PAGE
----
Blog

Biography
  • The Role of the Artist

    "The function of art is to give us an existential experience. In his music, painting, sculpture, and poetry we feel, we experience, and we respond. It is not an intellectual exercise. The highest moment of our lives, those of love and tragedy, are matters of the heart, of feeling. They are experiential. The pity of much modern life is that we do not know how to experience either love or tragedy. We are alienated from each other, and from our real selves. " 

    This is a quote from Rabbi Levi Olan in 1968 in a radio address he gave.

    I found it both inspiring and immensely insightful. 

    I painted this image at a time I was experiences great sorrow and anxiety, and Olan's quote reminded me of it.

  • The Stages of an Artist: Video

    I decided to make 'Stages of an Artist' when a friend recently asked me to show how my art has developed over time.

    This video is a way to answer that question. It is a chronological view of selected paintings to illustrate how my paintings have changed and evolved from about the year 2000 to present.

    Click the double arrows under the video to enlarge to full screen.

  • My Life As An Artist

    my life as an artist

    It all probably started in kindergarten when I liked to experiment with different color combinations. Like I noticed grey and pink or red and tan looked really good together. Lots of people ask me how long I have been painting.  Sometimes I say about "10 or 12 years, as a serious artist." Sometimes I say "all my life-- on and off."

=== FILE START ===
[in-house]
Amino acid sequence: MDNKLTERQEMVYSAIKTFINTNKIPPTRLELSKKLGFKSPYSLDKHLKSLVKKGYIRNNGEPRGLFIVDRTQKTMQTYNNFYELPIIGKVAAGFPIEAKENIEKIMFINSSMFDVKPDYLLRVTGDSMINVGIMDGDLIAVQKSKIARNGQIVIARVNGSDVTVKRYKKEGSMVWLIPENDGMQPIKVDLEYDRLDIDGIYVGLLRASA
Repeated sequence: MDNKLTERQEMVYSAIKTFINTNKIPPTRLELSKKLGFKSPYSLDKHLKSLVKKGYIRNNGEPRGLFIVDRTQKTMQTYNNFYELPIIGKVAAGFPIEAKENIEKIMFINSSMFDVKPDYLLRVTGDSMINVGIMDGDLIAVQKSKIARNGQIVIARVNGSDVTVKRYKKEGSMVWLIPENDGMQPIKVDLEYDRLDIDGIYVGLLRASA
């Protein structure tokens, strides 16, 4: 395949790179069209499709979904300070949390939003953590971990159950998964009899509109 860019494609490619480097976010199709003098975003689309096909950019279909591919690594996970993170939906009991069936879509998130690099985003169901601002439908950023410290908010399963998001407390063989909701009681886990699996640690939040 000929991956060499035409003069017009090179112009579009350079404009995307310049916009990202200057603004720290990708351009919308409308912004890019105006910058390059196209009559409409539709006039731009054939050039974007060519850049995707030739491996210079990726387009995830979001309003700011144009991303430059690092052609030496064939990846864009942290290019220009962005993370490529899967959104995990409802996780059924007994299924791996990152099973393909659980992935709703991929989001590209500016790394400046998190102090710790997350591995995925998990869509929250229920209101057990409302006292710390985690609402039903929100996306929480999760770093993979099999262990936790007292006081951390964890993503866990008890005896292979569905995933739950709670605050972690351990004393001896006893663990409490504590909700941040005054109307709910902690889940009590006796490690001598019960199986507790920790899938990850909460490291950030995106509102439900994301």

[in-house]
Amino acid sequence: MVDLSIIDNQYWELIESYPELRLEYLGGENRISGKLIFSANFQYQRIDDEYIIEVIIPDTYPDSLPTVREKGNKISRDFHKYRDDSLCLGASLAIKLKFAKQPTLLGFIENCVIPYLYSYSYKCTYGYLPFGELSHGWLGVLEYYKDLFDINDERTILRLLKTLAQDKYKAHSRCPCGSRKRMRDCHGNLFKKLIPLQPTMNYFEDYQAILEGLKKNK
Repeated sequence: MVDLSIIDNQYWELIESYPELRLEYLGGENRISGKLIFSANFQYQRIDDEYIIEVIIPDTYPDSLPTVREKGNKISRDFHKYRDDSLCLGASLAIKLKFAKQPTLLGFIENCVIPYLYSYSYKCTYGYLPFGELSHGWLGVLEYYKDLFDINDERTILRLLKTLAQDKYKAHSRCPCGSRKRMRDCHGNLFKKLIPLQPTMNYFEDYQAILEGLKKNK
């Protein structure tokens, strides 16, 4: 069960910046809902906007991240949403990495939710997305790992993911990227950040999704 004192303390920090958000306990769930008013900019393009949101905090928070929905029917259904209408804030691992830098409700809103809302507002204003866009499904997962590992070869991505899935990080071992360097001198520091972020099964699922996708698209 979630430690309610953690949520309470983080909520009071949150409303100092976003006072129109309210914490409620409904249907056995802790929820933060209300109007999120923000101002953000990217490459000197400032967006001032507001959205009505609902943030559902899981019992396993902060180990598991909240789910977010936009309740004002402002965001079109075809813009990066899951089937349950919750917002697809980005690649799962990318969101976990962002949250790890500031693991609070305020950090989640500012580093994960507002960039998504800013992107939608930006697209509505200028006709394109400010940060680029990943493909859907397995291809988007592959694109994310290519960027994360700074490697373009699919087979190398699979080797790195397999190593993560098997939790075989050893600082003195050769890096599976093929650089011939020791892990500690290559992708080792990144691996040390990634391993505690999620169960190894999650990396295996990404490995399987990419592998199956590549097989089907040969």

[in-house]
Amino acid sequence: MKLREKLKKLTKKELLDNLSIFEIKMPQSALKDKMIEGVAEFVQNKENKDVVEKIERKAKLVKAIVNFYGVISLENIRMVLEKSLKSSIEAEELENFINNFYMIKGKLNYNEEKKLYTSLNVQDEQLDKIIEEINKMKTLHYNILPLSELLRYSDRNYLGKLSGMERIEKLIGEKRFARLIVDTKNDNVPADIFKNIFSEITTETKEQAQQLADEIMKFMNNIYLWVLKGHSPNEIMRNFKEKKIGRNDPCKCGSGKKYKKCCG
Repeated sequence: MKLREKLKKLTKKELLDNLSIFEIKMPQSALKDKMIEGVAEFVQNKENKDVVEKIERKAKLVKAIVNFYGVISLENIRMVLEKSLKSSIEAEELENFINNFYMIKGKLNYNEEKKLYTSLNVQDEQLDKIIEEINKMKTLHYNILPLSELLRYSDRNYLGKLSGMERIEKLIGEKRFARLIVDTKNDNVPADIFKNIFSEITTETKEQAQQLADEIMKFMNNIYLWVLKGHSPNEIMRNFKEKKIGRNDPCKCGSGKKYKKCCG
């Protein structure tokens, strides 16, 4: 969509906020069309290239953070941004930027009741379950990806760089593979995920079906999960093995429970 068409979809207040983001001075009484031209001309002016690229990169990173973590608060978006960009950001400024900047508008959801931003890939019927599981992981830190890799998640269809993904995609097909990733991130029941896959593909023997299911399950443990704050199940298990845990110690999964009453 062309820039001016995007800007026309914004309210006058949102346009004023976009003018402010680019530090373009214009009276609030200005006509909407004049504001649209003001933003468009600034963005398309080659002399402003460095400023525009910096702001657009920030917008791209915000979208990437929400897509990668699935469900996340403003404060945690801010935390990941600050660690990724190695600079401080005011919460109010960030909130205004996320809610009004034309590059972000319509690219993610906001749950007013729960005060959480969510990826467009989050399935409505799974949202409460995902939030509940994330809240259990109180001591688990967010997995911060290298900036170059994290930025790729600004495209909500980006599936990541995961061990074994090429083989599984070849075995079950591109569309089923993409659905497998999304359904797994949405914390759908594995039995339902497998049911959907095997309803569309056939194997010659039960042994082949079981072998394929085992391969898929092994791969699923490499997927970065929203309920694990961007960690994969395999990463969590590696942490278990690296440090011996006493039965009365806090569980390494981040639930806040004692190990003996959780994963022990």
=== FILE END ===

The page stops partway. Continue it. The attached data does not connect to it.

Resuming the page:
Being an artist is hard to define. People who are good at putting on make-up are nowadays are called artists. Who am I to argue?

     

    But back to my personal history.

     

    I am starting this blog as an addition to my web site and thought it would be a good time to introduce myself officially, as an Artist, with a capital A, to my friends, collectors, other artists, viewers, galleries and anyone else who stumbles onto my web site.

     

    So here goes.

     

    After kindergarten, I have to give my parents a lot of credit for bringing out the artist in me. They noticed that I liked to draw and paint and encouraged my activities. One of my most vivid memories is when I was about 10 years old my parents took me to Greenwich Village in New York City with them. They took me to an art supply store and bought me a real artists box, with oil paints and brushes. This left an indelible memory--and message--they thought of me as an artist. It was quite a vote of confidence for a 10 year old.

     

    In those years I never thought of myself as an artist, in spite of lots of lessons and encouragement from my parents.

     

    And, I hate to admit it, but I dropped the whole endeavor for about 10 years until after college.

     

    When I was first married and had young children, painting became a great hobby which I enjoyed a lot. I took lessons and made many paintings, some of which I am still proud of.